Changes need to be made to the Online Safety Bill before it returns to parliament - NFP

Changes need to be made to the Online Safety Bill before it returns to parliament - NFP

By Vijay Narayan
Tuesday 27/03/2018

The National Federation Party says changes need to be made to the Online Safety Bill before it returns to parliament, and the Parliamentary Committee should be given 6 months to have thorough consultations.

While presenting their submission to the Committee On Justice, Law and Human Rights, NFP’s Vice President, Seini Nabou said that the bill in it’s current form is very unclear and murky.

Nabou says the bill does not define responsible online behaviour and as Fiji heads to the polls this year, it is absolutely justified for any political party to be anxious that the chilling of free speech online is at risk.

She says the fine line of balance is a grey area but in the bill, we could come to the point where the grey area is determined by the state.

Nabou says the NFP proposes that the Online Safety Bill adopt the ten Communication Principles from the New Zealand Harmful Digital Communications Act 2015 to strengthen what responsible online behaviour means in the bill.

Nabou also says that while the Online Safety Bill purports to protect minors, there will be situations, as has been very recently highlighted in New Zealand media where minors can also commit online offences, such as at Christchurch Boys High School where a student took a photo up a teacher’s skirt and another uploaded a video of a teacher onto a porn website.

She says this is a converse situation, where it is incumbent on the committee to also consider why the bill needs extensive and more thorough consultations with the public.

Nabou also says that while the Online Safety Bill purports to protect minors, there will be situations, as has been very recently highlighted in New Zealand media where minors can also commit online offences, such as at Christchurch Boys High School where a student took a photo up a teacher’s skirt and another uploaded a video of a teacher onto a porn website.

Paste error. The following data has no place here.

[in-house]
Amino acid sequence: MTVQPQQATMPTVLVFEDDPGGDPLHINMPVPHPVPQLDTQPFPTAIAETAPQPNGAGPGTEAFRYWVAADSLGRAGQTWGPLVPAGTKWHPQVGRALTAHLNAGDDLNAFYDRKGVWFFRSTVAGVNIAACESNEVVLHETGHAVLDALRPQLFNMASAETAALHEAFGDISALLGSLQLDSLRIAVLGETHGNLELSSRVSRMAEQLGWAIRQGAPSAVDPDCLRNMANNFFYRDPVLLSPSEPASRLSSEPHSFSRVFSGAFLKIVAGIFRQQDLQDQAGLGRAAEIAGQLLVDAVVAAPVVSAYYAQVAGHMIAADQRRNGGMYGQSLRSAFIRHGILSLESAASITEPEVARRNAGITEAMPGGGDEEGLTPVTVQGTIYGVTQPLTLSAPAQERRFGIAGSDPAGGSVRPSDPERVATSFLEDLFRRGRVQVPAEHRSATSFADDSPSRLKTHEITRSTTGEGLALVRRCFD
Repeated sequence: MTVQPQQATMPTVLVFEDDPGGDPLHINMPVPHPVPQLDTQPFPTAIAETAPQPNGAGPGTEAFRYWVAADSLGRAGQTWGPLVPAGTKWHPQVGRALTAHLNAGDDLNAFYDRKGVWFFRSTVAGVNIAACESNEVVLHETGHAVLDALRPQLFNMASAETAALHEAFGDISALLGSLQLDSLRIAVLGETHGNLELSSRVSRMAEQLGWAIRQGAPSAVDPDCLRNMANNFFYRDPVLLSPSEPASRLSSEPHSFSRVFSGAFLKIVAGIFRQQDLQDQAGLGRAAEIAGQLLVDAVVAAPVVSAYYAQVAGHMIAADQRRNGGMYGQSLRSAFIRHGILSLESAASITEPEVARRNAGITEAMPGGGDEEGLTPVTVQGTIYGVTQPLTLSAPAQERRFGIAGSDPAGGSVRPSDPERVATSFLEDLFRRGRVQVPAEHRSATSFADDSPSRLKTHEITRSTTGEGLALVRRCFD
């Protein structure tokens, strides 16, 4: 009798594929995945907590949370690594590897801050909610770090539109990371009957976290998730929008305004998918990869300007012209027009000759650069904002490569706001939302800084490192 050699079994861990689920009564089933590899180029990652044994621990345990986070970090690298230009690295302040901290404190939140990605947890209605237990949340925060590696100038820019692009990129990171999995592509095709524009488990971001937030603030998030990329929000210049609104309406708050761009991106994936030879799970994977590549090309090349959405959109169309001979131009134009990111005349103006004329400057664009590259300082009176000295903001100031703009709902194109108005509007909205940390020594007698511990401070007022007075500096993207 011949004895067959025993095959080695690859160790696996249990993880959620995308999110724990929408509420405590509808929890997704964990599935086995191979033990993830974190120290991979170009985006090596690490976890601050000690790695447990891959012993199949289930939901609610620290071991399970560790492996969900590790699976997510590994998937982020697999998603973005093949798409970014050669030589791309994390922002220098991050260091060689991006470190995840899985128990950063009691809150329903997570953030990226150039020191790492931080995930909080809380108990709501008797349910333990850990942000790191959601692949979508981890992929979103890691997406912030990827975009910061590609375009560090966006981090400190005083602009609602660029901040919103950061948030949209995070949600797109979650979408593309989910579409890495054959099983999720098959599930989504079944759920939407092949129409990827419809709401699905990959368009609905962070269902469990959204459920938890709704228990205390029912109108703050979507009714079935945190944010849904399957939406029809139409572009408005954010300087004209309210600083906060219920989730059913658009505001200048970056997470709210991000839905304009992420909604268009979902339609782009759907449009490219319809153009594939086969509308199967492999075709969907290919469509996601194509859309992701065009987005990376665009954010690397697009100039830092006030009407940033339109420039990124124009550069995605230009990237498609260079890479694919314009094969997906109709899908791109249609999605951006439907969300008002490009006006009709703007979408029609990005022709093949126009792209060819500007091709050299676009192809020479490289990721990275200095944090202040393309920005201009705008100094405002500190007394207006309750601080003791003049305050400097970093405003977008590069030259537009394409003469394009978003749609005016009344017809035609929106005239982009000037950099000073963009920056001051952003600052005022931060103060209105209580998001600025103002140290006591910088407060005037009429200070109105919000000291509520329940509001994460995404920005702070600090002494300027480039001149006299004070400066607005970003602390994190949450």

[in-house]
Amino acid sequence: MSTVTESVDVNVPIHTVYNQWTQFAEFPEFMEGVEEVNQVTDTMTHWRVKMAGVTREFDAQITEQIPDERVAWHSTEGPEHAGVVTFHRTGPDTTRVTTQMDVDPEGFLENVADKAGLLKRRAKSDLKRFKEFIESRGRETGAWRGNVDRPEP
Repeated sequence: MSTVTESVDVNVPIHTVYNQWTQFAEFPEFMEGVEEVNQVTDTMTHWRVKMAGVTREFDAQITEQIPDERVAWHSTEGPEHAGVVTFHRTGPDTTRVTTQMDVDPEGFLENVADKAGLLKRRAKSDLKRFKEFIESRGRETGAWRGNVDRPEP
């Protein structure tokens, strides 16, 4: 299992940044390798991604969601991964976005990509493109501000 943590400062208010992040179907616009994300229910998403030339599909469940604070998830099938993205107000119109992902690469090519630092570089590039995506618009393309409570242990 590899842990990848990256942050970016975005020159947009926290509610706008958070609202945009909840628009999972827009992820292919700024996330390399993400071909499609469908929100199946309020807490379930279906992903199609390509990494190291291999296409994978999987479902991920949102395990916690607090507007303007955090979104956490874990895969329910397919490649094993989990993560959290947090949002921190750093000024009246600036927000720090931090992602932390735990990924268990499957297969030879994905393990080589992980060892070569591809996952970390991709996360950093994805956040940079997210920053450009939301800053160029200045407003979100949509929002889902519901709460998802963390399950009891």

She says this is a converse situation, where it is incumbent on the committee to also consider why the bill needs extensive and more thorough consultations with the public.

Nabou also says that there is no such responsibility placed upon service providers, such as social media service that can compel instant redress or removal of offensive material.

Under the Online Safety Bill, a person who posts an electronic communication with the intention to cause harm to an individual or the position of the individual, commits an offence.

The person who commits an offence is liable upon conviction to - in the case of an individual, a fine not exceeding $20,000 or imprisonment for a term not exceeding 5 years or both; and in the case of a company, a fine not exceeding $100,000, and for a director, chief executive officer, manager or officer in charge for the time being, to a fine not exceeding $50,000 or to a term of imprisonment not exceeding 7 years, or both.

In determining whether posting an electronic communication would cause harm, the court may take into account any factor it considers relevant, including the extremity of the language, images or videos used; the age and characteristics of the individual concerned; whether the electronic communication was anonymous; whether the communication was repeated; the extent of circulation of the electronic communication; whether the electronic communication is true or false; and the context in which the electronic communication appeared.

The bill also states that a person must not post or threaten to post an intimate visual recording of an individual. This does not apply if the individual, who is the subject of the electronic

communication concerned, consents to the specific post of the intimate visual recording. In this section in the Online Safety Bill, “consent” must be voluntary, expressed and informed, and does not include the consent of a child.

 

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